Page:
The years between the Civil War and 1930 constitute the most critical period in the history of Disciples of Christ, yet little attempt has been made to understand that era's most prominent leaders, one of whom was J. H. Garrison. For more than sixty years, he edited and contributed to The Christian-Evangelist, the journal that became the weekly periodical of the Disciples. An editor with vast influence, he played a significant and sometimes decisive role in the life of his communion. This book is more than the story of one man; it is a critical study of the turbulent and transitional era in Disciple history spanned by his editorial career.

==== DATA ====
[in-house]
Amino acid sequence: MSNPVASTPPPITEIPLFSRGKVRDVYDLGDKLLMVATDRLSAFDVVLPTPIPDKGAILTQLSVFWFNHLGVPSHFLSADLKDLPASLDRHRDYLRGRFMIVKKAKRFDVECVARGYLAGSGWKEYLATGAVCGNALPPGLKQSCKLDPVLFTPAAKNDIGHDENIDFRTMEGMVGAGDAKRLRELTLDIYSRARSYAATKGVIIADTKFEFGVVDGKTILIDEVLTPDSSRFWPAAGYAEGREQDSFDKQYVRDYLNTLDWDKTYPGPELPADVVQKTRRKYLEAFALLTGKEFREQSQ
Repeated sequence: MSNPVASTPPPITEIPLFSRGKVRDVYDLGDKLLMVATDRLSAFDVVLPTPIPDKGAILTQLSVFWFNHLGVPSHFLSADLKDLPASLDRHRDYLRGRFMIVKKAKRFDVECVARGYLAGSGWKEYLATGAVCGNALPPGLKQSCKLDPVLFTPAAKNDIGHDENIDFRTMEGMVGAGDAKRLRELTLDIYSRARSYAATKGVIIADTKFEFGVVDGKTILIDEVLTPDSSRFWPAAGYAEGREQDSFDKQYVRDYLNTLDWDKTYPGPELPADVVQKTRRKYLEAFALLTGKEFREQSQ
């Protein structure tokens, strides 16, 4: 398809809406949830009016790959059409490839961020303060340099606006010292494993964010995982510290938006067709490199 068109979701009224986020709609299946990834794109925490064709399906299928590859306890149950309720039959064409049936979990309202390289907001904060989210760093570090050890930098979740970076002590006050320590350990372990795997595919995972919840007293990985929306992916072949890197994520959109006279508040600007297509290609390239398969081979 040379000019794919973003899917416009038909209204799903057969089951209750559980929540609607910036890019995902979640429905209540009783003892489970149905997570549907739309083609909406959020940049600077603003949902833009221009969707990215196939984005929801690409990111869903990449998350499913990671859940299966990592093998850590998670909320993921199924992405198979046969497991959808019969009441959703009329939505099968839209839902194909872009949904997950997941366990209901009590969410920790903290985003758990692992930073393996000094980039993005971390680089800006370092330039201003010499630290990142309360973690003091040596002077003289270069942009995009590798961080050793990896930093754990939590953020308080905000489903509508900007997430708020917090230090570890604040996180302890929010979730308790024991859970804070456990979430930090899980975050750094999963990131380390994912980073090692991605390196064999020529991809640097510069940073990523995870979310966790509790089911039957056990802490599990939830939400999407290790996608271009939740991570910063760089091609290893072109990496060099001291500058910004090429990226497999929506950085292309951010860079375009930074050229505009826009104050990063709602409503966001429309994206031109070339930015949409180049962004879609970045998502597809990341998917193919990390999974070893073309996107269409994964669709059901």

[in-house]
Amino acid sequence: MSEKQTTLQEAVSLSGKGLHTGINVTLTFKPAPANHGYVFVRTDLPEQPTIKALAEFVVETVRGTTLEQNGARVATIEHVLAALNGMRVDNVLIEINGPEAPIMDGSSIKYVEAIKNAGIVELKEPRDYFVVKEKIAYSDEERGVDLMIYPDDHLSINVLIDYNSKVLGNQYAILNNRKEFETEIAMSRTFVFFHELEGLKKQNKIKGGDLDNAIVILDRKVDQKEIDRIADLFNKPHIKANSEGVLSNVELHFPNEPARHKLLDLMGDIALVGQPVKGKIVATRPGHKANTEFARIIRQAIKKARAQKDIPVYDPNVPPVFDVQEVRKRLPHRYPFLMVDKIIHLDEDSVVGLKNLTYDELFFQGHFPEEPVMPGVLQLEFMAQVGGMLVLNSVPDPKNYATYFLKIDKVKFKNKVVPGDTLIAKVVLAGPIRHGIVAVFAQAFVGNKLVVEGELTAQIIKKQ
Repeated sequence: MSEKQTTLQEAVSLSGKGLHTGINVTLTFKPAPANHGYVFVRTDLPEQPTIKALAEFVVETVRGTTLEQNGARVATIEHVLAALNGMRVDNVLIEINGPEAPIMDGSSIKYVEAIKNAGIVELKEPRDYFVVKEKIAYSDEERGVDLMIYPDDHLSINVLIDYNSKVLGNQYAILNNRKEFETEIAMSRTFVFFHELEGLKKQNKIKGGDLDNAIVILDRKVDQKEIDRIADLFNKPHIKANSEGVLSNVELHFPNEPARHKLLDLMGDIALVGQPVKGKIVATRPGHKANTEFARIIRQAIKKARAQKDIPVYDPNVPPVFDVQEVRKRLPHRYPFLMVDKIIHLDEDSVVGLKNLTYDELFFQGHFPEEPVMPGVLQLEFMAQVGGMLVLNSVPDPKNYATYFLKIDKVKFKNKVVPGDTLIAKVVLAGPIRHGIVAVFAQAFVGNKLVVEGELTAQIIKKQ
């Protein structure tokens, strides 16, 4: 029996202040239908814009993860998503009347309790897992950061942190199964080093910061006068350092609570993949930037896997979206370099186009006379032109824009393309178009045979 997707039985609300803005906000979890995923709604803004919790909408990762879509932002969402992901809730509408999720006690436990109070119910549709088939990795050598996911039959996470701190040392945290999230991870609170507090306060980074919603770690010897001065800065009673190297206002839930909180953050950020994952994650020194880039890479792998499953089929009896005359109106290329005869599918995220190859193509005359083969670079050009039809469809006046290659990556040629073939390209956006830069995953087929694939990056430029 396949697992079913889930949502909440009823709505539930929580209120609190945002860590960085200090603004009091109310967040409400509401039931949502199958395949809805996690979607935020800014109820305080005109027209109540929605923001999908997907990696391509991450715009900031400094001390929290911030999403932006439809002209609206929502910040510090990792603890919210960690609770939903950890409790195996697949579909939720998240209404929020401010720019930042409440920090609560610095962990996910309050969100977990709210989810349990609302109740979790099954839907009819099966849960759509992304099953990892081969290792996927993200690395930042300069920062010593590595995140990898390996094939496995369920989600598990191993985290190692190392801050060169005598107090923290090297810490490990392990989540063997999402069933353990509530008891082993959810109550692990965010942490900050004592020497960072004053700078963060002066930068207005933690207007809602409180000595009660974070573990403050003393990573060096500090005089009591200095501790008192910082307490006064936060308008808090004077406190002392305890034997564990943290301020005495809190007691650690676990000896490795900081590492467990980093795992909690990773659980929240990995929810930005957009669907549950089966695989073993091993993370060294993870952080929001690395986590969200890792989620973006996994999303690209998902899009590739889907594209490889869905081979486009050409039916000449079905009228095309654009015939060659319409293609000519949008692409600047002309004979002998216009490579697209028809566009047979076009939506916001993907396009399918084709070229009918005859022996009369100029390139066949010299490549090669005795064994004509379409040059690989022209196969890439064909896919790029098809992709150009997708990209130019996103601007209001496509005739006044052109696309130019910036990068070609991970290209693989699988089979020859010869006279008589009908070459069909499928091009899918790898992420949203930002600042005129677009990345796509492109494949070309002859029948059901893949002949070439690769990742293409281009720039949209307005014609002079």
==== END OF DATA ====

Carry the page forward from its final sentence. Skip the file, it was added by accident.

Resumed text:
The value of this book is enhanced by the extensive use that is made of J. H. Garrison's letters and diaries. This rich collection of source material has only recently been made available for historical research.